Scotty Moore, 84, a pioneering rock guitarist best known for backing Elvis Presley as a member of his original band and into superstardom, died on June 28.
Pat Summitt, 64, the winningest coach in Division I college basketball history who uplifted the women’s game from obscurity to national prominence during her 38-year career at Tennessee, died on June 28.
Elie Wiesel, 87, the Romanian-born Holocaust survivor whose classic “Night” became a landmark testament to the Nazis’ crimes and launched his career as one of the world’s foremost witnesses and humanitarians, died on July 2.
Michael Cimino, 77, the Oscar-winning director whose film “The Deer Hunter” became one of the great triumphs of Hollywood’s 1970s heyday and whose disastrous “Heaven’s Gate” helped bring that era to a close, died on July 2.
Noel Neill, 95, the first actress to play Lois Lane — the intrepid journalist with a soft spot for Superman — in the 1948 movie serial “Superman,” alongside Kirk Alyn, died on July 3.
Abbas Kiarostami, 76, Iranian director whose 1997 film “Taste of Cherry” won the prestigious Palme d’Or and who kept working despite government resistance, died on July 4.
Garry Marshall, 81, the legendary writer and director who created the wildly popular television programs “Happy Days,” “The Odd Couple,” “Laverne & Shirley” and “Mork & Mindy,” died on July 19.
Mark Takai, 49, the U.S. representative, war veteran and long-time legislator known for his bright nature and deep commitment to service, died on July 20.
Rev. Tim LaHaye
Rev. Tim LaHaye, 90, the co-author of the “Left Behind” series, a multimillion-selling literary juggernaut that brought end-times prophecy into mainstream bookstores, died on July 25.
Youree Del Cleomill Harris, 53, an actress who became famous playing the Jamaican psychic Miss Cleo, claiming to know callers’ futures in ubiquitous TV infomercials and commercials, died on July 26.
David Huddleston, 85, a character actor best known for portraying titular roles in “The Big Lebowski” and “Santa Claus: The Movie,” died on Aug. 2.
Pete Fountain, 86, a clarinetist whose Dixieland jazz virtuosity and wit endeared him to his native New Orleans and earned him national television fame, died on Aug. 6.
Barry Jenner, 75, the veteran character actor who rocketed into space as an admiral on “Star Trek: Deep Space Nine” and made dozens of other TV appearances during a 40-plus year career, died on Aug. 8.
Kenny Baker, 81, who played the lovable droid R2-D2 in the “Star Wars” films, achieving cult status and fans’ adulation without showing his face or speaking any lines, died on Aug. 13.
Fyvush Finkel, 93, the Emmy Award-winning actor whose career in stage and screen started in Yiddish theater and led to memorable roles in “Fiddler on the Roof” on Broadway and on TV in “Boston Public” and “Picket Fences,” died on Aug. 14.
John McLaughlin, 89, the conservative commentator and host of a long-running television show that pioneered hollering-heads discussions of Washington politics, died on Aug. 16.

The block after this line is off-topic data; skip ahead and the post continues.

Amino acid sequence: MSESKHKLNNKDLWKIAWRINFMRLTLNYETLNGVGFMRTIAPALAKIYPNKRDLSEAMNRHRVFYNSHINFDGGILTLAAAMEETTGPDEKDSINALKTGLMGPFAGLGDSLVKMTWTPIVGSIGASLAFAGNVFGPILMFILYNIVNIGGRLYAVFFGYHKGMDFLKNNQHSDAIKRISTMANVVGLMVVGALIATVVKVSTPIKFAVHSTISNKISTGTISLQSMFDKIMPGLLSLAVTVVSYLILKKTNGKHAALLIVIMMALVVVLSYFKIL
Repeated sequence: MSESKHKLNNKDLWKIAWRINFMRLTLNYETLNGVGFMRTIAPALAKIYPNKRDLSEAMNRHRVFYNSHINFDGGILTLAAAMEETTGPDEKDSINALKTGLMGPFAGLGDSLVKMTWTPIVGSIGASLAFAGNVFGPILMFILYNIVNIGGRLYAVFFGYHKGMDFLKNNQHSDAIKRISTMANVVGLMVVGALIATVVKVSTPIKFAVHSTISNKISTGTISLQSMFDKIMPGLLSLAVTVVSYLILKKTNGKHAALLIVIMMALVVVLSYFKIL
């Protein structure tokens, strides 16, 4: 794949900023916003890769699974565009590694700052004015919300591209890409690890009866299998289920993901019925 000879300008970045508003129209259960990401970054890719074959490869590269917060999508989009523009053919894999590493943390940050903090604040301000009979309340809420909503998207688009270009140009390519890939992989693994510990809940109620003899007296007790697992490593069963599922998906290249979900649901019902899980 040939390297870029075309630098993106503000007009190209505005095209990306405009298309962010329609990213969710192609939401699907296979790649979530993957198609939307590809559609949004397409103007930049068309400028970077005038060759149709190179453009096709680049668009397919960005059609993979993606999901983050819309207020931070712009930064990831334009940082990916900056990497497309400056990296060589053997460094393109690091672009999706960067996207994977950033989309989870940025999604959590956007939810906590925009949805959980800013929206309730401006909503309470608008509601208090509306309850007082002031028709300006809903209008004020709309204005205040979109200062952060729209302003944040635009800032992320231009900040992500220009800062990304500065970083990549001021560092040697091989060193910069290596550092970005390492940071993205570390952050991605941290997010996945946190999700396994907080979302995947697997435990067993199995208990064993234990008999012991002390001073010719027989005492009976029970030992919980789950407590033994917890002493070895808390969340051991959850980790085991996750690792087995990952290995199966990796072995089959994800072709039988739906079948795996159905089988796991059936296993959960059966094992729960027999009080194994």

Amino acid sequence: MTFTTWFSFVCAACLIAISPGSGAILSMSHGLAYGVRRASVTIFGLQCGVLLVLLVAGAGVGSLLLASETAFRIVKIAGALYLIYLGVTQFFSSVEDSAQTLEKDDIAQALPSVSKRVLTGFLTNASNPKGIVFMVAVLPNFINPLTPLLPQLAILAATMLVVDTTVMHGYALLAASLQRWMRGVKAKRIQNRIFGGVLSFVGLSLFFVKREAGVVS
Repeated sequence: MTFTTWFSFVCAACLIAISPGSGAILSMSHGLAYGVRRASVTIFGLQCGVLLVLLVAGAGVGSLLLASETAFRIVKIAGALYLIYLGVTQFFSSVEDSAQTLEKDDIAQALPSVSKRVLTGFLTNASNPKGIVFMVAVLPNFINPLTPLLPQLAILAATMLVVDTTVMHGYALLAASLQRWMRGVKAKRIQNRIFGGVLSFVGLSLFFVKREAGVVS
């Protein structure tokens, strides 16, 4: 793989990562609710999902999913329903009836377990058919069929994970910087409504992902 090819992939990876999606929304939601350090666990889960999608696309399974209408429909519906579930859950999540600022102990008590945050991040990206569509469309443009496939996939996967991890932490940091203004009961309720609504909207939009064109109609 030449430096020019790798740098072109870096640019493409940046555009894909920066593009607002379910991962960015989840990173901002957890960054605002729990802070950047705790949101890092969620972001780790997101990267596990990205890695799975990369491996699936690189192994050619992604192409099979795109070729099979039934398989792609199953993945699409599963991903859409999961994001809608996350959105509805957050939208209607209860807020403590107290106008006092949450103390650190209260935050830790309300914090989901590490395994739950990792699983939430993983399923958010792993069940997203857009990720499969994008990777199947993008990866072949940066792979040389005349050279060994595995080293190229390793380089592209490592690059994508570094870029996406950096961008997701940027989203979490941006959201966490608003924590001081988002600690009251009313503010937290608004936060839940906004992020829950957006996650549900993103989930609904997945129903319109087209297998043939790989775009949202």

Lou Pearlman, 62, the band boy mogul who launched the hit groups Backstreet Boys and ‘NSync but was later sentenced to prison for a $300 million Ponzi and bank fraud scheme, died on Aug. 19.
Matt Roberts, a guitarist and founding member of the rock band 3 Doors Down, died on Aug. 20.
Toots Thielemans, 94, the Belgian harmonica player whose career included playing with jazz greats like Miles Davis and whose solos have figured on numerous film scores, died on Aug. 22.
Steven Hill, 94, a versatile character actor in theater, films and television who achieved his greatest success late in life as grumpy District Attorney Adam Schiff on TV’s long-running “Law & Order,” died on Aug. 23.
Sonia Rykiel, 86, the French designer dubbed the “queen of knitwear” whose relaxed sweaters in berry-colored stripes and eye-popping motifs helped liberate women from stuffy suits, died on Aug. 25.
Juan Gabriel, 66, the Mexican songwriter and singer who was an icon in the Latin music world, died on Aug. 28.
Gene Wilder, 83, the frizzy-haired actor who brought his deft comedic touch to such unforgettable roles as the neurotic accountant in “The Producers,” the mad scientist of “Young Frankenstein,” and the title character in “Willy Wonka and the Chocolate Factory,” died on Aug. 28.
Jon Polito, 65, the raspy-voiced actor whose 200-plus credits ranged from “Homicide: Life on the Street” and “Modern Family” to the films “Barton Fink” and “The Big Lebowski,” died on Sept. 1.
Jerry Heller, 75, the recording impresario who helped N.W.A. bring West Coast rap acts to worldwide fame, died on Sept. 2.
Phyllis Schlafly, 92, an outspoken conservative activist who helped defeat the Equal Rights Amendment in the 1970s and founded the Eagle Forum political group, died on Sept. 5.
Lady Chablis, 59, the transgender performer who became an unlikely celebrity for her role in the 1994 best-seller “Midnight in the Garden of Good and Evil,” died on Sept. 8.
Greta Zimmer Friedman
Greta Zimmer Friedman, 92, the woman in an iconic photo shown kissing an ecstatic sailor celebrating the end of World War II by smooching a nurse in Times Square, died on Sept. 8.
Alexis Arquette, 47, the pioneering transgender actress and member of the prominent Hollywood family, died on Sept. 11.
Edward Albee, 88, the three-time Pulitzer Prize-winning playwright who challenged theatrical convention in masterworks such as “Who’s Afraid of Virginia Woolf?” and “A Delicate Balance,” died on Sept. 16.
W.P. Kinsella, 81, the Canadian novelist who blended magical realism and baseball in the book that became the smash hit film “Field of Dreams,” died on Sept. 16.